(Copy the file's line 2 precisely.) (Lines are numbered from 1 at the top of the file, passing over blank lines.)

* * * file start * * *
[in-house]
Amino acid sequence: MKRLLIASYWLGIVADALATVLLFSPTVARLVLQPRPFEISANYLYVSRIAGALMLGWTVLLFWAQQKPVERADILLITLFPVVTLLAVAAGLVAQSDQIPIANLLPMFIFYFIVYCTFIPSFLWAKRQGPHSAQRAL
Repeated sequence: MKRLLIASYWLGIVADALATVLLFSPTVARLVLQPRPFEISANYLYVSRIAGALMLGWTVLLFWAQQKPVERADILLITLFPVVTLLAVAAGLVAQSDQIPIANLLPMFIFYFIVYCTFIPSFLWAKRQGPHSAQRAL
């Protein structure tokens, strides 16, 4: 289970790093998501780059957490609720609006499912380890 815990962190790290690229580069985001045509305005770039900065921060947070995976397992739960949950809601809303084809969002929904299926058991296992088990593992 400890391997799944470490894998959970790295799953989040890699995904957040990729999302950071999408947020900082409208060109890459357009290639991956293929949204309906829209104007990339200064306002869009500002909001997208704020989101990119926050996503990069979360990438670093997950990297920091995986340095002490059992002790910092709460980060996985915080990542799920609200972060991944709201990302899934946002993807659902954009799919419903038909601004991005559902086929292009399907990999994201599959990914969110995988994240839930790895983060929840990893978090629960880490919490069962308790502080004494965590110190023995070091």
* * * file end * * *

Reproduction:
Amino acid sequence: MKRLLIASYWLGIVADALATVLLFSPTVARLVLQPRPFEISANYLYVSRIAGALMLGWTVLLFWAQQKPVERADILLITLFPVVTLLAVAAGLVAQSDQIPIANLLPMFIFYFIVYCTFIPSFLWAKRQGPHSAQRAL